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Linux Mint 14 "Nadia" XFCE Review: Simply the best

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Linux

Simply put, it has become really boring to review any Linux Mint distro as I need to write the same words again and again. Things work so perfect with Mint and honestly, I haven't seen any other Linux distro better than Mint in terms of stability and performance. Last year when I reviewed Linux Mint 13 XFCE (the long term support one), I coined the release as the best of the year for any XFCE distro. Same words go for Linux Mint 14 XFCE as well, it just only got better from the last release.

In nutshell, Linux Mint 14 XFCE has just got almost everything that you need from a good distro and it offers much more. It is lightweight, detects hardware impeccably, gives correct resolution and is buttery smooth to use. There is hardly anything that goes wrong with the Linux Mint release. Now my good words are exhausted and lets talk something not so good about Linux Mint. I guess, it might be bothering some of you too.

rest here




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today's leftovers

  • DRM display resource leasing (kernel side)
    So, you've got a fine head-mounted display and want to explore the delights of virtual reality. Right now, on Linux, that means getting the window system to cooperate because the window system is the DRM master and holds sole access to all display resources. So, you plug in your device, play with RandR to get it displaying bits from the window system and then carefully configure your VR application to use the whole monitor area and hope that the desktop will actually grant you the boon of page flipping so that you will get reasonable performance and maybe not even experience tearing. Results so far have been mixed, and depend on a lot of pieces working in ways that aren't exactly how they were designed to work.
  • GUADEC accommodation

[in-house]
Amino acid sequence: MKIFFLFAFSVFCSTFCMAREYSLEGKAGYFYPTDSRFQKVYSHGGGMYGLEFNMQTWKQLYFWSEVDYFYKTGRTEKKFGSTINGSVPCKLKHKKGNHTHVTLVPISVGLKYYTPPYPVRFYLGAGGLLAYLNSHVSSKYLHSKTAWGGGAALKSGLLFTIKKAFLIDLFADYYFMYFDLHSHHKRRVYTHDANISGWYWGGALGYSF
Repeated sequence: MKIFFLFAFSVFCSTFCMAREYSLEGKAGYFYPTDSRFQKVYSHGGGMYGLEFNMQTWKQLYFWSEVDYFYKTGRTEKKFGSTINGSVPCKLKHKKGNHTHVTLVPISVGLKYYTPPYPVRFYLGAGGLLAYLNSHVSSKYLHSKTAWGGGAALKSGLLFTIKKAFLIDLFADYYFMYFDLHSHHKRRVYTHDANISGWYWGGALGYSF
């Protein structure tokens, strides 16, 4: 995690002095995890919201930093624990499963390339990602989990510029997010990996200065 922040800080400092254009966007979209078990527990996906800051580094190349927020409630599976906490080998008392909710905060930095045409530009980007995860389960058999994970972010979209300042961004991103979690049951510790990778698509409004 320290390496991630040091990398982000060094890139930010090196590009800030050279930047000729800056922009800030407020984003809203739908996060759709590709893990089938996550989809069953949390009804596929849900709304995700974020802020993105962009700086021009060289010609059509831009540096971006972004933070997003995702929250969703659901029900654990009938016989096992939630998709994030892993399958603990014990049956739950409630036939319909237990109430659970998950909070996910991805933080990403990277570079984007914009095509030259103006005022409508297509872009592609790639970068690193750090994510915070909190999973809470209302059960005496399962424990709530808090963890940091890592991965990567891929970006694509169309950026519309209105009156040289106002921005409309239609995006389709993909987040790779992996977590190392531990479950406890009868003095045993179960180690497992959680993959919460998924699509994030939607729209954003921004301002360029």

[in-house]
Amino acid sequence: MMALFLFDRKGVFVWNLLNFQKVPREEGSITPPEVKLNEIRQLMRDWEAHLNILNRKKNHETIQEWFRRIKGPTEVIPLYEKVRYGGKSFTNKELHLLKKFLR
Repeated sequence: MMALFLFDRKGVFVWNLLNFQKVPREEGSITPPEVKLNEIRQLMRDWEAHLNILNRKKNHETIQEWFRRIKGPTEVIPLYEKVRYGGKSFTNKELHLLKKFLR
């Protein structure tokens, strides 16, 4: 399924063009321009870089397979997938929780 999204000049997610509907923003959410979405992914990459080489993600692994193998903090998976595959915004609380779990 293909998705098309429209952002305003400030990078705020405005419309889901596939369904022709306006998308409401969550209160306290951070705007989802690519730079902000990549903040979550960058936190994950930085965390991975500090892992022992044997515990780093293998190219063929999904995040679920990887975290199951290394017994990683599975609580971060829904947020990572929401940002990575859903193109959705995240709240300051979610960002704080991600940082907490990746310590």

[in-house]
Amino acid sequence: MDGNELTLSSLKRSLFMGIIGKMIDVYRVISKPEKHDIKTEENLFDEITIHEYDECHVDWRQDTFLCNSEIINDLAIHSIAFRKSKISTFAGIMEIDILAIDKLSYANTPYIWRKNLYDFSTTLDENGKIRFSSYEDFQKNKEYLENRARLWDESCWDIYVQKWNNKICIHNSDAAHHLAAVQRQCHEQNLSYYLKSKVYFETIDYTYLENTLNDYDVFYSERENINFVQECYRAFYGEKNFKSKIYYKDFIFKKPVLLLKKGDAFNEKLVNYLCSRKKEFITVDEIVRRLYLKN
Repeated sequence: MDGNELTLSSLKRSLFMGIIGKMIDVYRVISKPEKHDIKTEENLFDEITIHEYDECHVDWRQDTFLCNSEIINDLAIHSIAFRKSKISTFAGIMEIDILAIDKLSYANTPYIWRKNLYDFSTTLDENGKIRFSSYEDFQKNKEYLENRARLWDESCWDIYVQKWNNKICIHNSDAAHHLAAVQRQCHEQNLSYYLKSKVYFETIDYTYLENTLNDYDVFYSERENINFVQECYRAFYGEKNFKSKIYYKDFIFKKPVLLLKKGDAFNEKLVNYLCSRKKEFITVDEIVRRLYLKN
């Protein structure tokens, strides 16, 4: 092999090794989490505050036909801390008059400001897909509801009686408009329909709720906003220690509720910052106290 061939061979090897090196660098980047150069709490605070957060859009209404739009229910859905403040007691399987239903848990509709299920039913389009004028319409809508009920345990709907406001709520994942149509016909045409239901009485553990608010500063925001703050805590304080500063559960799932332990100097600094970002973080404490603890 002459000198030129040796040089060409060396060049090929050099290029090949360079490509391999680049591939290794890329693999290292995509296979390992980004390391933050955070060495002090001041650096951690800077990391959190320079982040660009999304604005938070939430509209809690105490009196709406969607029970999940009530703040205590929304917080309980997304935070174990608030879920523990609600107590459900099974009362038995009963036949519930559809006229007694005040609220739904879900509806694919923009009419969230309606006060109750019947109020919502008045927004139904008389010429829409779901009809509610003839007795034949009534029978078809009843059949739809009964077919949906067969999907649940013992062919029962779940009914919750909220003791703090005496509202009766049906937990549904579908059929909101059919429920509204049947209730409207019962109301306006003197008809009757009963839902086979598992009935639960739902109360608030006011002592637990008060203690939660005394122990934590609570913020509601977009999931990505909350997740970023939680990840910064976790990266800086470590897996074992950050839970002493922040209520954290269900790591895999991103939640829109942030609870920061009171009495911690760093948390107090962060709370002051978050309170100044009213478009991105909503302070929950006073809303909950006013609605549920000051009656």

At this year’s GUADEC in Manchester we have rooms available for you right at the venue in lovely modern student townhouses. As I write this there are still some available to book along with your registration. In a couple of days we have to a final numbers to the University for how many rooms we want, so it would help us out if all the folk who want a room there could register and book one now if you haven’t already done so! We’ll have some available for later booking but we have to pay up front for them now so we can’t reserve too many.
  • Kickstarter for Niryo One, open source 6-axis 3D printed robotic arm, doubles campaign goal
    A Kickstarter campaign for the Niryo One, an open source 3D printed 6-axis robotic arm, has more than doubled its €20,000 target after just a couple of days. The 3D printed robot is powered by Arduino, Raspberry Pi, and Robot Operating System.
  • Linux Action Show to End Eleven Year Run at LFNW
    Jupiter Broadcasting’s long-running podcast, Linux Action Show, will soon be signing off the air…er, fiber cable, for the last time. The show first streamed on June 10, 2006 and was hosted by “Linux Tycoon” Bryan Lunduke and Jupiter Broadcasting founder Chris Fisher. Lunduke left the show in 2012, replaced by Matt Hartley, who served as co-host for about three years. The show is currently hosted by Fisher and Noah Chelliah, president of Altispeed, an open source technology company located in Grand Forks, North Dakota.